Picture, if you will, a sailboat challenged by a moderate storm—and its keel is missing. Without that stabilizing ballast, the craft would turn turtle with the first modest wave that came its way.
Social Security is the keel under America's Ship of State. Most retirees get a check the first of the month and spend it before the following check arrives. Month after month, this simple, basic economic cycle stabilizes our economy and has done so for many decades.
Can you picture the social chaos we'd be in today if our retirement funds had been invested in the stock market for the past few years? Retirees would have been living high on the hog in 2007, but since then the Dow Jones Index has lost almost half its value. If invested in the stock market, the income of every American living on Social Security would be almost half today of what it was just two years ago.
As a symbolic example, one month American seniors would have been living on $1,200 a month, then all of a sudden they'd be faced with an agonizing choice between medicine and food with little more than $600 to live on. That's the way the unpredictable and often turbulent stock market works.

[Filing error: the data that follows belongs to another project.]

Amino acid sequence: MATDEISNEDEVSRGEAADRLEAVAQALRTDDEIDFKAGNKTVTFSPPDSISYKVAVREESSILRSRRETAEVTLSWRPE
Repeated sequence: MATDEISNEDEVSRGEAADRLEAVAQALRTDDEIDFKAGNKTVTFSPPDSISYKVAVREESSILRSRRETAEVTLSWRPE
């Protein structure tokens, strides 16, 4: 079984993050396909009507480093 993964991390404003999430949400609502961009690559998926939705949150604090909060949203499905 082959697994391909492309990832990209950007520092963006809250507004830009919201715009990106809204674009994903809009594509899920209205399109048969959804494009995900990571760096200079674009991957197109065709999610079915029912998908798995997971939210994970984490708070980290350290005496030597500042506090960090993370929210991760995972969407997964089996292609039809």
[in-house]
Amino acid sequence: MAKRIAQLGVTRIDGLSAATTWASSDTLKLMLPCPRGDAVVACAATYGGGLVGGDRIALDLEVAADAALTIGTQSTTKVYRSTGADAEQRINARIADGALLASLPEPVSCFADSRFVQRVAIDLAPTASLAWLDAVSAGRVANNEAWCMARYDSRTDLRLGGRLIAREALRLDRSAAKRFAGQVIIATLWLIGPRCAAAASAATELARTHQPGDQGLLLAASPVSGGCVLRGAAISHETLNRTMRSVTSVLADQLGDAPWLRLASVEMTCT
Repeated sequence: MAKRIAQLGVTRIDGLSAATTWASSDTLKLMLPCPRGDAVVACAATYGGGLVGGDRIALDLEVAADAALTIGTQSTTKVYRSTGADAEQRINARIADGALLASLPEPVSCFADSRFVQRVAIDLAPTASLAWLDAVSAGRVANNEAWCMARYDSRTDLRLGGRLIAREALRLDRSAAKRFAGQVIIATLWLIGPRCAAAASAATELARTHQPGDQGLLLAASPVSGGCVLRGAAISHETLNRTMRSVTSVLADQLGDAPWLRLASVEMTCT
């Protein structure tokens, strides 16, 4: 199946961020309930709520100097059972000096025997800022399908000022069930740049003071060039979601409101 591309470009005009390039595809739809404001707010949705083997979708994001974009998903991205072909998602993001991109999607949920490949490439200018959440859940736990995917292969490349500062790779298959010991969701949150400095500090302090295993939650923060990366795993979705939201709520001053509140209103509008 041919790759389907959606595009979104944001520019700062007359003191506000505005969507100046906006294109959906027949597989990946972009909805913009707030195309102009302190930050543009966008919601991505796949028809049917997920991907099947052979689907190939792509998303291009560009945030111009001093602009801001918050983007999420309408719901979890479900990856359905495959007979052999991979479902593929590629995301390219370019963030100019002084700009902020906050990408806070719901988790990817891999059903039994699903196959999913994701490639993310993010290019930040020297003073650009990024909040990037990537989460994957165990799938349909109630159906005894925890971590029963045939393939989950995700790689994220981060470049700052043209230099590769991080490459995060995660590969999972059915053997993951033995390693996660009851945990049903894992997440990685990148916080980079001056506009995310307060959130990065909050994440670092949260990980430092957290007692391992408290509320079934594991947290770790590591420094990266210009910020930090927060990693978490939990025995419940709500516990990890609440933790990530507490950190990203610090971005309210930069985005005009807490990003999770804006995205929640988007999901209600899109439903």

"Let's dine out tonight, dear. Which soup kitchen would you like to try this evening?"
The effect that privatizing Social Security would have on the rest of the country would be disastrous … over and above the trauma of poverty, uncertainty and humiliation to which it would subject our retirees.
Without the stabilizing keel of Social Security as we've known it for decades, both our economy and our society would capsize. Privatization would be the problem, not the solution.